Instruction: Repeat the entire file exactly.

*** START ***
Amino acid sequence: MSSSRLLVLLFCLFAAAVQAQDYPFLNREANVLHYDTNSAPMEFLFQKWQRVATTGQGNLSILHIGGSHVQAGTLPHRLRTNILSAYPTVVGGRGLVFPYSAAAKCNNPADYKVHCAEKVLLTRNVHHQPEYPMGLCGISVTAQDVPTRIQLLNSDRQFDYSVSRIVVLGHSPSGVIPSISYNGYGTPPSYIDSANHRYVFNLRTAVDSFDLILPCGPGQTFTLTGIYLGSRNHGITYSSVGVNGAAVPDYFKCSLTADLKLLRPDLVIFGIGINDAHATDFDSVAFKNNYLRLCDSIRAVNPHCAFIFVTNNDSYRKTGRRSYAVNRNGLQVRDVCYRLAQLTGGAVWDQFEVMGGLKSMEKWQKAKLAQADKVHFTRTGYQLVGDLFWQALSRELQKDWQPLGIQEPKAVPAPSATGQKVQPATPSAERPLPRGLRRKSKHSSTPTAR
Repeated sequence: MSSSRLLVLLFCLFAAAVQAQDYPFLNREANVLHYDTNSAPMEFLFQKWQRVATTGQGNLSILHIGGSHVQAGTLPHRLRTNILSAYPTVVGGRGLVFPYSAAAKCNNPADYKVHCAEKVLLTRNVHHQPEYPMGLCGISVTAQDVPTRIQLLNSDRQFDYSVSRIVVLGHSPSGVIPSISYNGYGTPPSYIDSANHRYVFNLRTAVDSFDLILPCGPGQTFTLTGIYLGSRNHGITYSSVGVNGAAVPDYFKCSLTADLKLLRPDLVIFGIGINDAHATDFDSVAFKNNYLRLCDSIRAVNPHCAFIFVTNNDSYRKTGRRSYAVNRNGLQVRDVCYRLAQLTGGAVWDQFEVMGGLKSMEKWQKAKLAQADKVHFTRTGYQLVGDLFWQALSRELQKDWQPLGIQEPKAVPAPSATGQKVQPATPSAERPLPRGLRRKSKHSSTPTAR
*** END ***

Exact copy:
Amino acid sequence: MSSSRLLVLLFCLFAAAVQAQDYPFLNREANVLHYDTNSAPMEFLFQKWQRVATTGQGNLSILHIGGSHVQAGTLPHRLRTNILSAYPTVVGGRGLVFPYSAAAKCNNPADYKVHCAEKVLLTRNVHHQPEYPMGLCGISVTAQDVPTRIQLLNSDRQFDYSVSRIVVLGHSPSGVIPSISYNGYGTPPSYIDSANHRYVFNLRTAVDSFDLILPCGPGQTFTLTGIYLGSRNHGITYSSVGVNGAAVPDYFKCSLTADLKLLRPDLVIFGIGINDAHATDFDSVAFKNNYLRLCDSIRAVNPHCAFIFVTNNDSYRKTGRRSYAVNRNGLQVRDVCYRLAQLTGGAVWDQFEVMGGLKSMEKWQKAKLAQADKVHFTRTGYQLVGDLFWQALSRELQKDWQPLGIQEPKAVPAPSATGQKVQPATPSAERPLPRGLRRKSKHSSTPTAR
Repeated sequence: MSSSRLLVLLFCLFAAAVQAQDYPFLNREANVLHYDTNSAPMEFLFQKWQRVATTGQGNLSILHIGGSHVQAGTLPHRLRTNILSAYPTVVGGRGLVFPYSAAAKCNNPADYKVHCAEKVLLTRNVHHQPEYPMGLCGISVTAQDVPTRIQLLNSDRQFDYSVSRIVVLGHSPSGVIPSISYNGYGTPPSYIDSANHRYVFNLRTAVDSFDLILPCGPGQTFTLTGIYLGSRNHGITYSSVGVNGAAVPDYFKCSLTADLKLLRPDLVIFGIGINDAHATDFDSVAFKNNYLRLCDSIRAVNPHCAFIFVTNNDSYRKTGRRSYAVNRNGLQVRDVCYRLAQLTGGAVWDQFEVMGGLKSMEKWQKAKLAQADKVHFTRTGYQLVGDLFWQALSRELQKDWQPLGIQEPKAVPAPSATGQKVQPATPSAERPLPRGLRRKSKHSSTPTAR